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Walkin'

Inside the Wieboldt’s distribution center was as close to hell as I ever care to get.
William A. Wieboldt owned and operated a general retail store in Chicago in the late 1880s. By the time I took my job during the summer of 1969, between my junior and senior years of high school, the German immigrant who survived the Great Fire was long dead but there were 15 stores in the Chicago area still bearing his name. Wieboldt’s slogan was “Where You Buy With Confidence!” In a way it was a precursor to Walmart, where you buy at your own peril.
The building was gigantic; dimly lit, noisy, poorly ventilated and churned with activity. A small army of worker ants, of which I was just one insect, waited to load or unload the hot-as-an-oven trucks. We filed into the truck; grabbed a box, humped it out, deposited it onto a conveyor belt that whisked it away into the bowels of the building and then got back in line.
During loading, the process was reversed but with more urgency. A siren would sound and a light flash, to announce the delivery of a shipment by the same conveyor system, now pushing boxes to us rather than taking away. Workers scrambled to unload and stack the regurgitated goods lest a backup occurred, bringing the wrath of supervisors who paced up and down with clipboards and scowls. Adding an extra element of danger, forklifts zipped up and down the dock– pallets stacked high with large or special orders.
Outside, semi-trailers baked in a near-endless line in the summer sun for a turn at one of the 30-odd loading docks to drop off items from distant manufacturers or to pick up shipments to restock the inventories of the satellite stores.
Wage was minimum and perks non-existent. You punched in at 8 a.m. or your pay was docked. You were allowed two 10-minute breaks– take 11 and your pay was docked. Get caught slacking and... Bathroom breaks were not allowed– that’s what the breaks were for. Get hurt and you were fired.
Worker turnover was high and more help was in constant demand. The company was so desperate for more worker ants, they sent a bus every morning into the skid row area of the city and lured day workers from the collection of bums and winos casting about. Hung over and unwashed, these workers typically roamed the dock like extras from a zombie movie.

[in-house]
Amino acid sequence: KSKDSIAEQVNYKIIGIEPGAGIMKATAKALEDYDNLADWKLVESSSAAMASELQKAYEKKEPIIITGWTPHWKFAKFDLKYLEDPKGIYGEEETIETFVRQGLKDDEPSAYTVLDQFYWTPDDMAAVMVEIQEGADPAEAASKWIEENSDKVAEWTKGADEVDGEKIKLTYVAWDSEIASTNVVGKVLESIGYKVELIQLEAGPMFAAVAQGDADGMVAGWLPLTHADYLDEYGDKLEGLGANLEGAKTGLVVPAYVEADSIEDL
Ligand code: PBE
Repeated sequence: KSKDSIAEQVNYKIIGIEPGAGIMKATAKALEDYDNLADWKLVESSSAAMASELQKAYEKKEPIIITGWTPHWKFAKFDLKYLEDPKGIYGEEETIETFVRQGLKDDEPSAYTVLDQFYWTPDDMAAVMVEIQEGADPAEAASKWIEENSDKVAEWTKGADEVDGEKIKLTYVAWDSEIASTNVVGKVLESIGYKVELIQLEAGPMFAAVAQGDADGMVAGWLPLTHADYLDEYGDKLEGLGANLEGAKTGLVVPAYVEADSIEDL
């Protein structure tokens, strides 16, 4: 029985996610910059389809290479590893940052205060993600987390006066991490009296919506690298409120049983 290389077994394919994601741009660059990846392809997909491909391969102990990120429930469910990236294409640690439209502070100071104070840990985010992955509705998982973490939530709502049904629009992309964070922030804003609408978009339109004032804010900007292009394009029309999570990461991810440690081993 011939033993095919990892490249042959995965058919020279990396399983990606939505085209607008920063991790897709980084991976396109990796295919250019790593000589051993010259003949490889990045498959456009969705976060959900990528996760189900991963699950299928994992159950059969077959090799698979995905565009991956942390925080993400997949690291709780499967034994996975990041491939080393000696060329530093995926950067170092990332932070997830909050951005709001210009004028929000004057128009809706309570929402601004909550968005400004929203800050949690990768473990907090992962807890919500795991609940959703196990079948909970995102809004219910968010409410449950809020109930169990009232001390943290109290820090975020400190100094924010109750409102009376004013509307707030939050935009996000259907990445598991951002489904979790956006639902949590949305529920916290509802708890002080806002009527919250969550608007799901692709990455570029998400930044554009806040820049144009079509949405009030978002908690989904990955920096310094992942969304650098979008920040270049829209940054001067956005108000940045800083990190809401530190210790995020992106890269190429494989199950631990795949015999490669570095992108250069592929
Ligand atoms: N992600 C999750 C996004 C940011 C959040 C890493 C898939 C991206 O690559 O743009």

Needless to say the pointer on the morale meter, a gauge of how strongly workers felt obligated to do their best for the company, was permanently pinned on the negative extreme.
Creative ways were found to slack off. My favorite was the building of a false wall in a truck. Ten workers would enter the truck but only eight came out, the missing workers sitting joking and smoking in the secret chamber. You had to be careful, however, stay too long and the other workers might be forced to seal you in and ship you to who knows where.
Sabotage was also common. Boxes marked with this end up where stacked with that end down. Boxes marked fragile were accidentally dropped over and over. Once a disgruntled forklift operator winked at me and said, “watch this,” before ramming the metal forks of his vehicle through a pallet containing boxes of gallon cans of paint. “Oops,” he said as the blood of Sherman Williams oozed onto the floor.
Thievery was also rampant, despite extensive efforts to thwart it. Cameras swept every area, and workers were routinely patted down as they left the building. Nevertheless one enterprising worker ant I knew beat the system by leaving the building every day throughout the hot summer with the most expensive winter jacket he could find that day. He’d show up in a t-shirt and leave in a leather bomber jacket. He never got caught. I suspect because the guy doing the patting down was as disgruntled as everyone else.
The Wielboldt’s empire went bankrupt in the 1980s, as national chain stores like Kmart rose to prominence. I’ve always wondered, could Wieboldt’s have survived if its business model included paying a fair wage and treating employees with respect?
I’ve always been a dreamer.